The human body is a complex orchestra of movement, with every motion
Have you ever taught a class that was an utter failure — the students were so disinterested that you could feel the boredom in the air? Now, imagine a class where the students are so engaged that you can feel the electricity and passion take over as if the classroom was full of life. How amazing does that feel!
High student engagement is a critical pillar of a successful higher-ed class — not only for the students but for your well-being and professional success as an educator. So, it’s essential to implement strategies that maintain the level of focus required for optimal learning.
To discover how you can create a classroom full of energy, curiosity, and participation, check out this guide.
Low Engagement in Higher-Ed Environments
Key Causes of Low Engagement
To begin, let’s examine some of the top reasons that your students might be struggling to keep up in class. They can be broken down into internal and external factors
The internal factors are typically classroom-based issues and include:
- Lack of engaging activities
- Misuse of phones and technology in the classroom
- Use of subject matter that is too easy or too difficult
- Challenging or problem students that lead to the distraction of others
- Lack of sufficient break time
External factors are problems that are from outside the class but impact the in-class performance of students. Some examples of external factors are:
- Lack of sleep and poor diet
- Issues at home
- Overactive social life and too many extracurricular activities
- Mental health issues or personal matters
Importantly, not all problems related to student engagement stem from in-class circumstances. Understanding and connecting with your students will help mitigate many external issues contributing to poor performance.
Impacts of High and Low Engagement
Some of the key impacts of low engagement levels include:
- Doing the bare minimum
- Poor attendance
- Behavioral issues
And, those of high engagement include:
- Increase in focus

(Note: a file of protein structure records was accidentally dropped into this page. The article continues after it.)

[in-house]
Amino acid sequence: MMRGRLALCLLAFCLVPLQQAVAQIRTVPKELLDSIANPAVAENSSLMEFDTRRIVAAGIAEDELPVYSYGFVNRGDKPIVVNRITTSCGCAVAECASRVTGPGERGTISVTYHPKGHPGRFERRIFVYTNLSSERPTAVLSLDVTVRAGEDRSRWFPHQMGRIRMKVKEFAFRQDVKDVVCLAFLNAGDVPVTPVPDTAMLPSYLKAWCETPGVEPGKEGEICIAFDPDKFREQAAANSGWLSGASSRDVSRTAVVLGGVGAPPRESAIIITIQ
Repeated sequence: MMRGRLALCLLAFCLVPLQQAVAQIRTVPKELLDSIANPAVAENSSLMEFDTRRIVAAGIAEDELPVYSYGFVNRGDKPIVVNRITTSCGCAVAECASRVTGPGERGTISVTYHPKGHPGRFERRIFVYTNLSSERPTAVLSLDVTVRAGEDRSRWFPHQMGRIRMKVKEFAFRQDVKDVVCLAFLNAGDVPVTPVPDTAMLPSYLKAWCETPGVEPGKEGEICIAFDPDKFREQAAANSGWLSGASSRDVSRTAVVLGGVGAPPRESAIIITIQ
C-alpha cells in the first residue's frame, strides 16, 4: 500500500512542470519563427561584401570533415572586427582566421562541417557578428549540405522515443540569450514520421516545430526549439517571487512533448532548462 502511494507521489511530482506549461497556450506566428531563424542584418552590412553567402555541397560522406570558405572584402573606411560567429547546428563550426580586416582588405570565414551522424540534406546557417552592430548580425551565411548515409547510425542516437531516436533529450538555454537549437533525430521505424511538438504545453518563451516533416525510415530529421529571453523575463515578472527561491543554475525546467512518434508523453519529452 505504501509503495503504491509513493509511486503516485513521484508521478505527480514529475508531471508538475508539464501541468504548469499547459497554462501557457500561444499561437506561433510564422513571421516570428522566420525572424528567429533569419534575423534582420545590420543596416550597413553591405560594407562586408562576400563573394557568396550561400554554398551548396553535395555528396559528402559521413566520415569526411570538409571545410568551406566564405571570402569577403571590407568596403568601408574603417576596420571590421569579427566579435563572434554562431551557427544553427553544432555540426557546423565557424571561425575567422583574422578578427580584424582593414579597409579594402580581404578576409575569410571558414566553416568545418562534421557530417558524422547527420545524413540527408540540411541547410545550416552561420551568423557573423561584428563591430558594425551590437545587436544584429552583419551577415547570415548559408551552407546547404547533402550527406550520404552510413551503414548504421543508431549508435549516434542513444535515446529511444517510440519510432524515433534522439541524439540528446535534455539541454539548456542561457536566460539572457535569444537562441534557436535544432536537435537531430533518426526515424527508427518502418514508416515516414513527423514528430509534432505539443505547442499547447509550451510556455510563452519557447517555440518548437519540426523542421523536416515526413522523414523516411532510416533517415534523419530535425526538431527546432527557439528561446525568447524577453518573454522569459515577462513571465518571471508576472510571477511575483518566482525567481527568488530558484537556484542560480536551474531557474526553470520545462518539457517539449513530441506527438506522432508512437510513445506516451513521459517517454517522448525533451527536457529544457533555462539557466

- Increased motivation — which included asking questions and showing deep interest in subject matter
- Higher likelihood of engaging with peers
Some Actionable Steps to Increase Student Engagement
To combat low engagement in the classroom, you can follow these five actionable strategies.
1. Build an active learning environment
During active learning, the students participate in the class rather than learning via passive modes like lectures and speeches.
You can include activities like questions and answers, quizzes, collaborative projects, group projects, debates, and presentations.
2. Focus on communal interests, topical events, and real-world content
A benefit of teaching college-level students and higher education classes is the opportunity then present for exploring complex, controversial ideas and concepts. You can also stay up to date with the latest trends and implement these in the classroom wherever possible. Using video content, arranging role play, and presenting case studies are also great ways to achieve this goal.
3. Introduce content in intervals and allow for breaks
An overload of information or extended presentations often hampers a student’s concentration level. According to some studies, when doing a focused task, students need a 15-minute break every 90 minutes.
When planning your lessons, do account for mini-breaks and time for reflection. You can also take it to the next level by recommending movements like stretching and walking and then return to the task in these breaks.
4. Opt for a holistic approach to teaching
External forces like health, family issues, and financial hardship can negatively contribute to a student’s learning experience and classroom participation.
To build a holistic student experience, promote student well-being, remind them of available support services like counseling, and provide them with ample opportunities for feedback, comments, and chances to share their voices.
Another great way to do this is to keep open lines of communication with clearly designated times of availability. You can also encourage inter-class-based discussion groups and forums.
5. Embrace a hybrid teaching model
Due to the COVID-19 pandemic, college teaching has changed, and many higher education establishments have had to rethink their approach.
Combining in-person and online learning is a great way to give students flexibility and increase their control over their learning outcomes — which can essentially increase engagement.
An example of this is the blended learning model, where in-class and online activities are included as parts of the curriculum. A way you can use this model is by introducing a topic in the class and then continuing with a discussion question online.
High engagement is key to a fun and interactive class. Achieving this can become an easy task if you are aware of the factors that impact engagement and follow the engagement-boosting strategies.